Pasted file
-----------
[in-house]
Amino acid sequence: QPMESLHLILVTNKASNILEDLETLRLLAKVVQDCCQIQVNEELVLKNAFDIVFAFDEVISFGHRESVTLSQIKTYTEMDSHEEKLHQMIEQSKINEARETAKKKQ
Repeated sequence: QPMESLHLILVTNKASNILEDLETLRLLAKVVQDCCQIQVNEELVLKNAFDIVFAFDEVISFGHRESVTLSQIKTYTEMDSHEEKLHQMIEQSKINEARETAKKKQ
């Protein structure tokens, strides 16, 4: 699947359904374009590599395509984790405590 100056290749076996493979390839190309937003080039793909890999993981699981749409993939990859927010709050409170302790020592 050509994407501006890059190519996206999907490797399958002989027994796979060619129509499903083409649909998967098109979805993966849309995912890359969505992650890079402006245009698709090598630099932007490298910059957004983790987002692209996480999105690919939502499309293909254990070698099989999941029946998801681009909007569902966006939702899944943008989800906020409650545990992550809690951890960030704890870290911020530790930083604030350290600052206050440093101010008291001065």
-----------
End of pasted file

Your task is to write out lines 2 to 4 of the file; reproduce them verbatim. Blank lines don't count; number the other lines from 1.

Amino acid sequence: QPMESLHLILVTNKASNILEDLETLRLLAKVVQDCCQIQVNEELVLKNAFDIVFAFDEVISFGHRESVTLSQIKTYTEMDSHEEKLHQMIEQSKINEARETAKKKQ
Repeated sequence: QPMESLHLILVTNKASNILEDLETLRLLAKVVQDCCQIQVNEELVLKNAFDIVFAFDEVISFGHRESVTLSQIKTYTEMDSHEEKLHQMIEQSKINEARETAKKKQ
């Protein structure tokens, strides 16, 4: 699947359904374009590599395509984790405590 100056290749076996493979390839190309937003080039793909890999993981699981749409993939990859927010709050409170302790020592 050509994407501006890059190519996206999907490797399958002989027994796979060619129509499903083409649909998967098109979805993966849309995912890359969505992650890079402006245009698709090598630099932007490298910059957004983790987002692209996480999105690919939502499309293909254990070698099989999941029946998801681009909007569902966006939702899944943008989800906020409650545990992550809690951890960030704890870290911020530790930083604030350290600052206050440093101010008291001065």